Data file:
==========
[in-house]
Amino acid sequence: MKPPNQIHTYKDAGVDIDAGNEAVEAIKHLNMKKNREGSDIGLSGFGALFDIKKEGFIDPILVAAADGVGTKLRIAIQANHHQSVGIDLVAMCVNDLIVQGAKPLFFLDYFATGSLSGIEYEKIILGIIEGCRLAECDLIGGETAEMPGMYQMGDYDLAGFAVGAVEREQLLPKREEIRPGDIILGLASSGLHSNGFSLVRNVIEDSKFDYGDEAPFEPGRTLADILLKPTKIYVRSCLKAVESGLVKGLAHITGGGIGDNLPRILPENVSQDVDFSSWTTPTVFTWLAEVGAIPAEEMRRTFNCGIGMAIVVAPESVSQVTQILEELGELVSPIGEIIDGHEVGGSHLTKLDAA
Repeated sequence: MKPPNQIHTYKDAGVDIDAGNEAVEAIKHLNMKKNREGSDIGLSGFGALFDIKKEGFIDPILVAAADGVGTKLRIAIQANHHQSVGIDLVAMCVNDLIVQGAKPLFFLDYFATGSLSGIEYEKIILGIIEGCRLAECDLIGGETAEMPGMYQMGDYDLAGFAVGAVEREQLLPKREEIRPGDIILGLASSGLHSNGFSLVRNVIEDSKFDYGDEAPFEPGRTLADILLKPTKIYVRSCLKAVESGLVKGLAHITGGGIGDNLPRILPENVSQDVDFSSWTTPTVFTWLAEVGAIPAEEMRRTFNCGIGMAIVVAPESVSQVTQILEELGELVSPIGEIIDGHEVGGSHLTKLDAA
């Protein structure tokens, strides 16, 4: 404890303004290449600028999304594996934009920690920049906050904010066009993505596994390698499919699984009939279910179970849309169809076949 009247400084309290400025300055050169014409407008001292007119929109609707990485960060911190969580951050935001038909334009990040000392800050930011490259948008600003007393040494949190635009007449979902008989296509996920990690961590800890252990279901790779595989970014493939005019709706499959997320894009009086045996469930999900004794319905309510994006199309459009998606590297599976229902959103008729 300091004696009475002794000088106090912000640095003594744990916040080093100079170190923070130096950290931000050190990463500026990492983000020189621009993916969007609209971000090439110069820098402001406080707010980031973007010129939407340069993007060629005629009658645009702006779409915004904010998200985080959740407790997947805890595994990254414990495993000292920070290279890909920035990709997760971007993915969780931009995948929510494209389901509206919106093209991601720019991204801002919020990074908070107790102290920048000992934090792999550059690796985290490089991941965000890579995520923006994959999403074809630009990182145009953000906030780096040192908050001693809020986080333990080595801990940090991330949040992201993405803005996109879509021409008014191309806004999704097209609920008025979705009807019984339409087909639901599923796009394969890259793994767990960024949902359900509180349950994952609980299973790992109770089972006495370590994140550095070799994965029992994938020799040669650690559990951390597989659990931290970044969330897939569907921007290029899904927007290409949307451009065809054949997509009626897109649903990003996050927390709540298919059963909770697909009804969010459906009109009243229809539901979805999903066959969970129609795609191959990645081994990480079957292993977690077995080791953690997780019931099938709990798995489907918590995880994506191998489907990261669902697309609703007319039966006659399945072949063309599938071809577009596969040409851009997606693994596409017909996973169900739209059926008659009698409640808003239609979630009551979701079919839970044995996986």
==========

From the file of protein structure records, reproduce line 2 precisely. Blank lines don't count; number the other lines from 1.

Amino acid sequence: MKPPNQIHTYKDAGVDIDAGNEAVEAIKHLNMKKNREGSDIGLSGFGALFDIKKEGFIDPILVAAADGVGTKLRIAIQANHHQSVGIDLVAMCVNDLIVQGAKPLFFLDYFATGSLSGIEYEKIILGIIEGCRLAECDLIGGETAEMPGMYQMGDYDLAGFAVGAVEREQLLPKREEIRPGDIILGLASSGLHSNGFSLVRNVIEDSKFDYGDEAPFEPGRTLADILLKPTKIYVRSCLKAVESGLVKGLAHITGGGIGDNLPRILPENVSQDVDFSSWTTPTVFTWLAEVGAIPAEEMRRTFNCGIGMAIVVAPESVSQVTQILEELGELVSPIGEIIDGHEVGGSHLTKLDAA